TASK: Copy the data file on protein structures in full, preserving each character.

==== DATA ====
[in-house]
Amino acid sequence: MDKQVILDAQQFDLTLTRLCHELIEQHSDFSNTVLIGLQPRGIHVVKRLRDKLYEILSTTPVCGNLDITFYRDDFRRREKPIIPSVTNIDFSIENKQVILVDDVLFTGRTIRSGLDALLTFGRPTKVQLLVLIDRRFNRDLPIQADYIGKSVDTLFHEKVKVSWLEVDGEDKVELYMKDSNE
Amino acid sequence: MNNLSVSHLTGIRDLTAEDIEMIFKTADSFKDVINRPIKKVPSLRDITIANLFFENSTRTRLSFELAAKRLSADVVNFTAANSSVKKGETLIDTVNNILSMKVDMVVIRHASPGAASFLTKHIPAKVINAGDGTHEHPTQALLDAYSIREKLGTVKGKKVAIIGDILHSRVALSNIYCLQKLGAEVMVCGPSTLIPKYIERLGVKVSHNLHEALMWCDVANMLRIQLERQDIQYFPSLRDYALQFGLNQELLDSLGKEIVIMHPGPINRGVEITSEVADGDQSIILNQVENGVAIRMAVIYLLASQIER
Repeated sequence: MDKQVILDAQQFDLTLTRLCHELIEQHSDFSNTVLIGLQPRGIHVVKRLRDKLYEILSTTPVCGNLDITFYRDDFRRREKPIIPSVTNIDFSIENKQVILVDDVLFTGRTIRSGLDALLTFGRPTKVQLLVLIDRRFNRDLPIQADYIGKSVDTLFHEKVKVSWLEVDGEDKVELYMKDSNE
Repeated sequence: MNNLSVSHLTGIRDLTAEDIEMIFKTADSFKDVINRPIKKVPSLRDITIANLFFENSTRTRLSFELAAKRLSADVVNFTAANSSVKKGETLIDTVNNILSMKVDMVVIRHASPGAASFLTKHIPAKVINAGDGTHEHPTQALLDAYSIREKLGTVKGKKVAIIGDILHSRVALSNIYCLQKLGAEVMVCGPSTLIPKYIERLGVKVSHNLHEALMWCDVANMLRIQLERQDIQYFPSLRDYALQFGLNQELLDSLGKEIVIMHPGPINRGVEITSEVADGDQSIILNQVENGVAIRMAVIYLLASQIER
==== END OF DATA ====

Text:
[in-house]
Amino acid sequence: MDKQVILDAQQFDLTLTRLCHELIEQHSDFSNTVLIGLQPRGIHVVKRLRDKLYEILSTTPVCGNLDITFYRDDFRRREKPIIPSVTNIDFSIENKQVILVDDVLFTGRTIRSGLDALLTFGRPTKVQLLVLIDRRFNRDLPIQADYIGKSVDTLFHEKVKVSWLEVDGEDKVELYMKDSNE
Amino acid sequence: MNNLSVSHLTGIRDLTAEDIEMIFKTADSFKDVINRPIKKVPSLRDITIANLFFENSTRTRLSFELAAKRLSADVVNFTAANSSVKKGETLIDTVNNILSMKVDMVVIRHASPGAASFLTKHIPAKVINAGDGTHEHPTQALLDAYSIREKLGTVKGKKVAIIGDILHSRVALSNIYCLQKLGAEVMVCGPSTLIPKYIERLGVKVSHNLHEALMWCDVANMLRIQLERQDIQYFPSLRDYALQFGLNQELLDSLGKEIVIMHPGPINRGVEITSEVADGDQSIILNQVENGVAIRMAVIYLLASQIER
Repeated sequence: MDKQVILDAQQFDLTLTRLCHELIEQHSDFSNTVLIGLQPRGIHVVKRLRDKLYEILSTTPVCGNLDITFYRDDFRRREKPIIPSVTNIDFSIENKQVILVDDVLFTGRTIRSGLDALLTFGRPTKVQLLVLIDRRFNRDLPIQADYIGKSVDTLFHEKVKVSWLEVDGEDKVELYMKDSNE
Repeated sequence: MNNLSVSHLTGIRDLTAEDIEMIFKTADSFKDVINRPIKKVPSLRDITIANLFFENSTRTRLSFELAAKRLSADVVNFTAANSSVKKGETLIDTVNNILSMKVDMVVIRHASPGAASFLTKHIPAKVINAGDGTHEHPTQALLDAYSIREKLGTVKGKKVAIIGDILHSRVALSNIYCLQKLGAEVMVCGPSTLIPKYIERLGVKVSHNLHEALMWCDVANMLRIQLERQDIQYFPSLRDYALQFGLNQELLDSLGKEIVIMHPGPINRGVEITSEVADGDQSIILNQVENGVAIRMAVIYLLASQIER